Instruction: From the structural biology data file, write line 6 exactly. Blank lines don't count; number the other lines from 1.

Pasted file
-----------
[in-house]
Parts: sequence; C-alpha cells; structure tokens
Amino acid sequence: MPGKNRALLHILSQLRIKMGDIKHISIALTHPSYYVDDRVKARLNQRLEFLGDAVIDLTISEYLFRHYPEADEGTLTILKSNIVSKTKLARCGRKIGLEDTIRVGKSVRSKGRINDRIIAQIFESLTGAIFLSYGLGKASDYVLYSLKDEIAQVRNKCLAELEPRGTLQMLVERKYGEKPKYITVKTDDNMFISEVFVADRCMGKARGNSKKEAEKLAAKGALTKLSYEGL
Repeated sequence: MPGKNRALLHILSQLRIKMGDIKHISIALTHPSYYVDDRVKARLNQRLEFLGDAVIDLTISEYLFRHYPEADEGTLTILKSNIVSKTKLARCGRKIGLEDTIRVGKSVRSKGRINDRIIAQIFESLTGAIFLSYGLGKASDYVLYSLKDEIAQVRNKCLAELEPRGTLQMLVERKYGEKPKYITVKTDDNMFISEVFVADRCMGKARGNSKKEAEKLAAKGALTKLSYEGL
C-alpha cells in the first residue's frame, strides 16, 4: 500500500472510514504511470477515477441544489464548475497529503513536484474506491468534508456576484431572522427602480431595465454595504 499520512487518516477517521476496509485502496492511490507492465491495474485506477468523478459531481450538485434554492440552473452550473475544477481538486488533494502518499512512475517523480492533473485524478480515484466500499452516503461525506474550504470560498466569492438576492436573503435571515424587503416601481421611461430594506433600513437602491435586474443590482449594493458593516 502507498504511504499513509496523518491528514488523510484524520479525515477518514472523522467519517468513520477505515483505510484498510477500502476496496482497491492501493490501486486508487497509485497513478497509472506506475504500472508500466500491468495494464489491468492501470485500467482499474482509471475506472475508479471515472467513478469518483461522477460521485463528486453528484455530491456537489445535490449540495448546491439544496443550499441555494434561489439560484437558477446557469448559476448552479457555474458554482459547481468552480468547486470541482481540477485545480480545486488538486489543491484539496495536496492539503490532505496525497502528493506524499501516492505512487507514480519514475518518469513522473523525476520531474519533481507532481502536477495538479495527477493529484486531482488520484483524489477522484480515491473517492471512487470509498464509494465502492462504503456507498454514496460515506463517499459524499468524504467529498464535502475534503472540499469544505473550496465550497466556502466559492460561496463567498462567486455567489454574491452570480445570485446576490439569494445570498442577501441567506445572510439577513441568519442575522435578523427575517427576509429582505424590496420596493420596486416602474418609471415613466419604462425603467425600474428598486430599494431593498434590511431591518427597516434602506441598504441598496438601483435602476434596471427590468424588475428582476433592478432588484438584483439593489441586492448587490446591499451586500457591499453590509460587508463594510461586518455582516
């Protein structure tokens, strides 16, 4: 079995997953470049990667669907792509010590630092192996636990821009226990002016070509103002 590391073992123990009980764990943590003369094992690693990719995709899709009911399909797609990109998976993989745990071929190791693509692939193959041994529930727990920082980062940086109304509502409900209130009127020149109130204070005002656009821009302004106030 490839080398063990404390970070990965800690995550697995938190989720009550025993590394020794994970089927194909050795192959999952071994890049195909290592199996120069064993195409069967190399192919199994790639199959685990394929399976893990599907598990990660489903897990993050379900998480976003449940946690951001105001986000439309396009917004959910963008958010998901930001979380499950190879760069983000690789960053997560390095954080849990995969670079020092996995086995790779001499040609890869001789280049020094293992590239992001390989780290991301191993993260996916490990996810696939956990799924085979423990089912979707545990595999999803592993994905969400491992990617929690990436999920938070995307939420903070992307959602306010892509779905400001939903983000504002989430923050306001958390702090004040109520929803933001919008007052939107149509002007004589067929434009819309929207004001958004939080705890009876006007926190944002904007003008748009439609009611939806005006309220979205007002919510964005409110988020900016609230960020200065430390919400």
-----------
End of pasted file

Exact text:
């Protein structure tokens, strides 16, 4: 079995997953470049990667669907792509010590630092192996636990821009226990002016070509103002 590391073992123990009980764990943590003369094992690693990719995709899709009911399909797609990109998976993989745990071929190791693509692939193959041994529930727990920082980062940086109304509502409900209130009127020149109130204070005002656009821009302004106030 490839080398063990404390970070990965800690995550697995938190989720009550025993590394020794994970089927194909050795192959999952071994890049195909290592199996120069064993195409069967190399192919199994790639199959685990394929399976893990599907598990990660489903897990993050379900998480976003449940946690951001105001986000439309396009917004959910963008958010998901930001979380499950190879760069983000690789960053997560390095954080849990995969670079020092996995086995790779001499040609890869001789280049020094293992590239992001390989780290991301191993993260996916490990996810696939956990799924085979423990089912979707545990595999999803592993994905969400491992990617929690990436999920938070995307939420903070992307959602306010892509779905400001939903983000504002989430923050306001958390702090004040109520929803933001919008007052939107149509002007004589067929434009819309929207004001958004939080705890009876006007926190944002904007003008748009439609009611939806005006309220979205007002919510964005409110988020900016609230960020200065430390919400």